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dc.contributor.authorLoiacono, Rocco
dc.contributor.authorBunn, Anna
dc.identifier.citationLoiacono, R. and Bunn, A. 2016. Telling It Like It Is: Oral Presentations and Peer Assessment for Business Law Students. Journal of the Australasian Law Teachers Association. 9: pp. 63-79.

As academics, we are constantly encouraged to devise assessment tasks that engage students. Much research has been conducted into devising assessment that is for learning, rather than of learning. In three business law units over the past three years, one assessment task that has been utilised is that of an oral presentation which is assessed by the presenter’s peers, and in some cases, by the tutor as well. One of the reasons this method of assessment was chosen was that having to assess your peers and be assessed by them is a realistic mode of assessment since in working environments, many of us have to present in a group and may be assessed, formally or informally, by our peers. Assessing someone else can also be one of the best ways of learning about ourselves. This paper reflects on the research with regard to peer assessment as both a formative and a summative assessment tool. It observes how the peer assessment tasks in Curtin Law School have been informed by research, and concludes that overall, peer assessment is positive for student learning, provided that it is utilised within certain well-defined parameters. It is hoped that this paper will lead to further investigation into developing a peer assessment approach that can be applied to engage students across many disciplines.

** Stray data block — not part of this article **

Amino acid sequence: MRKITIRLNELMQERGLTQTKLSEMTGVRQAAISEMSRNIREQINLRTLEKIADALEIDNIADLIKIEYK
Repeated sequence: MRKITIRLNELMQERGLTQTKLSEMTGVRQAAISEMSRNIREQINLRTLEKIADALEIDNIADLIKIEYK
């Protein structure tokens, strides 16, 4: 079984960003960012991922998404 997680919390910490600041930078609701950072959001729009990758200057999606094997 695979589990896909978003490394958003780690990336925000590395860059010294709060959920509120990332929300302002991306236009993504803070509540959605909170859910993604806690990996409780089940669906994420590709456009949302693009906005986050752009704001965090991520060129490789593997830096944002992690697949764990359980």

dc.publisherAustralasian Law Teachers Association
dc.titleTelling It Like It Is: Oral Presentations and Peer Assessment for Business Law Students
dc.typeJournal Article
dcterms.source.titleJournal of the Australasian Law Teachers Association
curtin.accessStatusOpen access

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